Weekly Economic Update: February 4, 2019

The Markets (as of market close February 1, 2019)

The benchmark indexes listed here rose for the week, particularly last Wednesday and Thursday. Strong corporate earnings reports, especially in the communication services sector, helped push stock prices higher. However, the biggest boost to the market may have come following the Federal Reserve’s meeting last Wednesday. The Fed decided to keep interest rates at their current spread and removed any reference to future rate increases. For the year, the small caps of the Russell 2000 lead the way, followed by the Nasdaq, the S&P 500, the Global Dow, and the Dow.


  • Two important economic reports scheduled for release last week were not available as some government agencies try to catch up following the shutdown. The initial report on the fourth-quarter gross domestic product has been delayed, as has the report on personal income and outlays.
  • Following its meeting last week, the Federal Open Market Committee decided to maintain the target range for the federal funds rate at 2.25%-2.50%. The FOMC noted that slowing global growth requires patience as it determines whether or when to change rates in the future. Of importance is the fact that the Committee did not indicate a predetermined number of rate increases as it had done previously.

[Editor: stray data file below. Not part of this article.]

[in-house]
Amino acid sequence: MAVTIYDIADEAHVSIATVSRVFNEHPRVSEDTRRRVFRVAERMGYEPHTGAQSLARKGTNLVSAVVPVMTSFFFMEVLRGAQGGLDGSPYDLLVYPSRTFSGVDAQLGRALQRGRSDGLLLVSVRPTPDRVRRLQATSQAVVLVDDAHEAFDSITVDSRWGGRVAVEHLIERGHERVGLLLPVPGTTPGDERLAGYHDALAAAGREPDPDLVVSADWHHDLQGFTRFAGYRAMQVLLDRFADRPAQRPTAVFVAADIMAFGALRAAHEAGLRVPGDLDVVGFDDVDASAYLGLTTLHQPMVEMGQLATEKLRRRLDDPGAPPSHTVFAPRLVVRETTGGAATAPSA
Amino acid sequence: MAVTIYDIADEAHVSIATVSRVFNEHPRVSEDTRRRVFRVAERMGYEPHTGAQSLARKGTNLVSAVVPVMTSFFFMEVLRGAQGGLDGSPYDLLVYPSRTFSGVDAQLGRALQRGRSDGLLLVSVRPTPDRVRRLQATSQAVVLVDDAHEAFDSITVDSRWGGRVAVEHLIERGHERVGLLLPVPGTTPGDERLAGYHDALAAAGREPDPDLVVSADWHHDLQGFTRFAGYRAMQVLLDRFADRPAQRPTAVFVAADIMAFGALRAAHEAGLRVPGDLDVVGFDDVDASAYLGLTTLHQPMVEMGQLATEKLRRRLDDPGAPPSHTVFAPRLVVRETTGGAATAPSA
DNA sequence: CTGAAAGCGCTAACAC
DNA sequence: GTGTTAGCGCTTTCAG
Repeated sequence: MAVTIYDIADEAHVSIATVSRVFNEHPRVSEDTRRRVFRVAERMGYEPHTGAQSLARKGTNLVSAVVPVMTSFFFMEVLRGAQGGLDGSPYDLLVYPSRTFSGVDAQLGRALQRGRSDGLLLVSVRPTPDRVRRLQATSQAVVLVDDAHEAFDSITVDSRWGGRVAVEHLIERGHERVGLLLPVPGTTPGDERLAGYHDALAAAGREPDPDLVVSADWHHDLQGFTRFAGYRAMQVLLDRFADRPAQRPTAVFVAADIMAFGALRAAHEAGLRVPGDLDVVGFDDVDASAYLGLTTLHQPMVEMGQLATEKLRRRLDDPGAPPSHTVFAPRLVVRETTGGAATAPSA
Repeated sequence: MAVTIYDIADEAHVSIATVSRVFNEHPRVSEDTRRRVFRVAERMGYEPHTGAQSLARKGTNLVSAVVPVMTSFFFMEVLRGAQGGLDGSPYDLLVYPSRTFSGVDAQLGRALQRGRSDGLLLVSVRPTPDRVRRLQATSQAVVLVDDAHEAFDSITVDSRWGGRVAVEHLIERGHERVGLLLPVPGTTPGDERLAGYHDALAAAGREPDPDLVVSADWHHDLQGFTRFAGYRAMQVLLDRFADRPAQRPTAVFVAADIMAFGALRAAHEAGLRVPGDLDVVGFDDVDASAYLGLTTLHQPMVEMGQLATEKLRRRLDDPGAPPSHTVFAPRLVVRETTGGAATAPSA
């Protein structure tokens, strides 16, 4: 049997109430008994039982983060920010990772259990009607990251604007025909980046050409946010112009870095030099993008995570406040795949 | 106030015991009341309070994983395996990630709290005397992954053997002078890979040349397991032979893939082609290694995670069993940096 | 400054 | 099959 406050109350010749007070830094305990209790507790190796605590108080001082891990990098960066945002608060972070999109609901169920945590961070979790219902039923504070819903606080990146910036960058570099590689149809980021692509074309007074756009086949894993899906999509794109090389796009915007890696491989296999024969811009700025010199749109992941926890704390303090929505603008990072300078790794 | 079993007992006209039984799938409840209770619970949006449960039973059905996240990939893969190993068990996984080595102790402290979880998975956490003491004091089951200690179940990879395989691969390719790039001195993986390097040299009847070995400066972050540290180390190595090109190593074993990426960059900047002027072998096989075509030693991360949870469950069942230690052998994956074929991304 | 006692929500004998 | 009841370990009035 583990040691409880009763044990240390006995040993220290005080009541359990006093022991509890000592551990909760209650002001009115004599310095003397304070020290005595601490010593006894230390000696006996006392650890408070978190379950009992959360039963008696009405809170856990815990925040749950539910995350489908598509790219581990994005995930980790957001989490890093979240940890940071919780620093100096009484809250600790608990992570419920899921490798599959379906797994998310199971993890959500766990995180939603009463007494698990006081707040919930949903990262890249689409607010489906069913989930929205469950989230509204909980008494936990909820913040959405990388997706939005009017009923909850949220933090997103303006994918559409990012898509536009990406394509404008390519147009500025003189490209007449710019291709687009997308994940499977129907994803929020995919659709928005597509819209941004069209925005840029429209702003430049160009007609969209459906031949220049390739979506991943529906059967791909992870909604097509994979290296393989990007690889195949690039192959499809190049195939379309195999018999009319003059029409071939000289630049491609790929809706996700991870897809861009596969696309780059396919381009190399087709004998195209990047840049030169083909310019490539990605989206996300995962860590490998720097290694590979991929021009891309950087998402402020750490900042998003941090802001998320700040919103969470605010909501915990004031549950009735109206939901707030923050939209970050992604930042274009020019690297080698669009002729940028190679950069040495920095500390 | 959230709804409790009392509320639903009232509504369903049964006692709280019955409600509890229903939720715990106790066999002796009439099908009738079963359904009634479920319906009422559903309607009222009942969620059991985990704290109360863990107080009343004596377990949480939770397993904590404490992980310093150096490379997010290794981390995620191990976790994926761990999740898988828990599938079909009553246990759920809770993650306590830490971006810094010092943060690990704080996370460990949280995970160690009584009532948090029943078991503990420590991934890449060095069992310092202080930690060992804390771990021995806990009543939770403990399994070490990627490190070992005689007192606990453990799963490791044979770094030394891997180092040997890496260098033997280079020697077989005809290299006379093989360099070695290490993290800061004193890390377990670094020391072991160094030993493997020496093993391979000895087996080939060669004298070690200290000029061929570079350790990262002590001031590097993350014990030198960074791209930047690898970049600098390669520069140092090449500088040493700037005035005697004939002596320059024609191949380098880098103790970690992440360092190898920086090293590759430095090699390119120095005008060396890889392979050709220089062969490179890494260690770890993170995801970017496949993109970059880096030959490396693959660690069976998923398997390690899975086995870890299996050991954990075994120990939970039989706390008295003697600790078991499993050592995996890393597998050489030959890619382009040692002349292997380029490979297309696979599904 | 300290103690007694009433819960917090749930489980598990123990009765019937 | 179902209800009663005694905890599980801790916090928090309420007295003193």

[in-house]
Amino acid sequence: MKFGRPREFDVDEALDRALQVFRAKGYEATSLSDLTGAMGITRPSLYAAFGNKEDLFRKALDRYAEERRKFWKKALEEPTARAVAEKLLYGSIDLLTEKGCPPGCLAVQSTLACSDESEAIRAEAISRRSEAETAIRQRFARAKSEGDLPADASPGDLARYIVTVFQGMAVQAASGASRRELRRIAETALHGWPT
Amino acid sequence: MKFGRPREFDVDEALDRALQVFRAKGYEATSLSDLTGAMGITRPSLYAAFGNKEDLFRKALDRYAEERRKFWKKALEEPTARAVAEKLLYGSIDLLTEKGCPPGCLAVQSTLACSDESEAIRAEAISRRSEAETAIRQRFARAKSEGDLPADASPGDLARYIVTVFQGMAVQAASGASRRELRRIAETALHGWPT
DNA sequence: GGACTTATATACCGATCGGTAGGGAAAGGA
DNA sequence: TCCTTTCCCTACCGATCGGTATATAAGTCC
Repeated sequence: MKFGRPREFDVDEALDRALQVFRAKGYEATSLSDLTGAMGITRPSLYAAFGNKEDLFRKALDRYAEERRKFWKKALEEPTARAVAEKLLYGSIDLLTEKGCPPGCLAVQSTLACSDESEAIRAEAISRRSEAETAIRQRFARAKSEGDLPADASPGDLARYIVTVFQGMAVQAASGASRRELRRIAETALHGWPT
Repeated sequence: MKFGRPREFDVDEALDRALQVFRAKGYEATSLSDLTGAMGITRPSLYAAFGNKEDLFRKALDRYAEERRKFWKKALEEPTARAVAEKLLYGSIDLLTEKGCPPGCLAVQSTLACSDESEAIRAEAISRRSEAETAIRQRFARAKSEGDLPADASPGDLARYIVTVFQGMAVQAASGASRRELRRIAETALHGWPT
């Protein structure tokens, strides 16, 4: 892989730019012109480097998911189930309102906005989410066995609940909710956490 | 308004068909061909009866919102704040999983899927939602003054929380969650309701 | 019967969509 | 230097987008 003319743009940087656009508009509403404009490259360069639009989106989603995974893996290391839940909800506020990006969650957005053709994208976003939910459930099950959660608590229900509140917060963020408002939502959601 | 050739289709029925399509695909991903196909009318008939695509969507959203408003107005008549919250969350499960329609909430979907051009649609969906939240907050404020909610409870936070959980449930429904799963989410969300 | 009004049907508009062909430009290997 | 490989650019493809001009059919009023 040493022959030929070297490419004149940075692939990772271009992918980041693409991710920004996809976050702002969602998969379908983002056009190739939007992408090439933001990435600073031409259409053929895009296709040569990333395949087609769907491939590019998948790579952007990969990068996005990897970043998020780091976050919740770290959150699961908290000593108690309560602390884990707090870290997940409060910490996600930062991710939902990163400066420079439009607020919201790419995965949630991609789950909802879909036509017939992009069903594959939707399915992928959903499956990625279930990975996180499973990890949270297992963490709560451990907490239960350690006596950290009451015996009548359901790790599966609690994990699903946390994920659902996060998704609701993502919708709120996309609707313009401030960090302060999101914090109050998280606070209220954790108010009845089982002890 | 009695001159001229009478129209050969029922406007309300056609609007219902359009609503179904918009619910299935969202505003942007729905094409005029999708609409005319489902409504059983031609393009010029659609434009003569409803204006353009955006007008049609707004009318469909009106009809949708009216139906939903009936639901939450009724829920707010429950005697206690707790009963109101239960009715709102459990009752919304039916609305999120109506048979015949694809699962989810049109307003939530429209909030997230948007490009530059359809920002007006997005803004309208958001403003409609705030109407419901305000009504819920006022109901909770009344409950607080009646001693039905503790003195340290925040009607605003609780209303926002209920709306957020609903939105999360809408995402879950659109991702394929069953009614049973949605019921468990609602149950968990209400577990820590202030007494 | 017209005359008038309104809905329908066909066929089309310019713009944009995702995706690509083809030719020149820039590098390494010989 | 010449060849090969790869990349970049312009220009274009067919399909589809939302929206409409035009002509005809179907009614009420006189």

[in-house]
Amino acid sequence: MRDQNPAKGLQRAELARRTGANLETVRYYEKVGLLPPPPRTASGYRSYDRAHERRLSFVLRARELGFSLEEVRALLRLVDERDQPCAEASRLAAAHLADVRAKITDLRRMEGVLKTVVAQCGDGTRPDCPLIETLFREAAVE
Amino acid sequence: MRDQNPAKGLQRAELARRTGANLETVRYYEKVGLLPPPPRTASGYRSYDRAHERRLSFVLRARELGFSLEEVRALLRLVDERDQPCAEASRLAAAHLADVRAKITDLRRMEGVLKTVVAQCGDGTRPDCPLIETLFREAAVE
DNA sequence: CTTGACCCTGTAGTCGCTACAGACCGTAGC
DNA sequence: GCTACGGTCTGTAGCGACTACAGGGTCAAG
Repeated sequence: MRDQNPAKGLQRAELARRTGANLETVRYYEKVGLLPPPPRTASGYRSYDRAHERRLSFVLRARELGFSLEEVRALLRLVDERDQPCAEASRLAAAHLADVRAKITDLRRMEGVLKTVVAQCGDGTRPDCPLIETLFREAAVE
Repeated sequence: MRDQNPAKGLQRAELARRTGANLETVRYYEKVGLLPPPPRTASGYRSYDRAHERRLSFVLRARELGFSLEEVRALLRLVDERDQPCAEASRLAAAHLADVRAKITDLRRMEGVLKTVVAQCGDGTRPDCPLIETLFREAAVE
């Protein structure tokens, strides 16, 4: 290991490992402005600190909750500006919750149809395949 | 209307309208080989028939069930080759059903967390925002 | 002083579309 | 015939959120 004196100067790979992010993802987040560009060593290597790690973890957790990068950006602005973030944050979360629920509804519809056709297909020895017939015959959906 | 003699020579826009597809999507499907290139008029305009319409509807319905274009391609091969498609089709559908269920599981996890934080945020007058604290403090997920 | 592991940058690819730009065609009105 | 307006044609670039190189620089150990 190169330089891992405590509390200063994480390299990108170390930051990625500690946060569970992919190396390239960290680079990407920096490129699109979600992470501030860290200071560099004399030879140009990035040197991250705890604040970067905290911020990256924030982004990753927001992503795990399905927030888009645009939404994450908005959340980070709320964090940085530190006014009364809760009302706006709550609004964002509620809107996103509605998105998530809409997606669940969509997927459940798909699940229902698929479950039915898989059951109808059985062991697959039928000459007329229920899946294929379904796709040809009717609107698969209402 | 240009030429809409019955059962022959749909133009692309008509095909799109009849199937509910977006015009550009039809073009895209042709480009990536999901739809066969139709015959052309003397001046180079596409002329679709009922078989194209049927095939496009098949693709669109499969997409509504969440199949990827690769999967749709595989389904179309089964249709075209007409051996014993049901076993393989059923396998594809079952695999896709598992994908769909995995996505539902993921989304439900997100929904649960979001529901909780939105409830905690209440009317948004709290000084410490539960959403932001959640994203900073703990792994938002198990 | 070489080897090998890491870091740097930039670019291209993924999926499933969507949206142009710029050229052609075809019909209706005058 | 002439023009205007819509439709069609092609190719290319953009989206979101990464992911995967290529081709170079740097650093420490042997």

• Due to the government shutdown, the report on new home sales, released on January 31, is for the month of November. Sales of new homes climbed sharply in November, up 16.9% over October’s figures. New home sales are still off 7.7% from November 2017. The median sales price of new houses sold in November was $302,400. The average sales price was $362,400. The estimate of new houses for sale at the end of November was 330,000, which represents an inventory of 6.0 months.
  • Manufacturing picked up the pace in January, according to the Manufacturing ISM® Report On Business®. New orders, production, and inventories each moved higher in January over their December figures. Employment, deliveries, and prices all fell, however.
  • Business confidence about the year ahead also picked up markedly to reach a three-month high.
  • For the week ended January 26, there were 253,000 new claims for unemployment insurance, an increase of 53,000 from the previous week’s level, which was revised up by 1,000. This is the highest level for initial claims since September 30, 2017, when it was 254,000.


This week is a slow one for economic news. However, with more corporate earnings reports out, the market could continue its strong showing.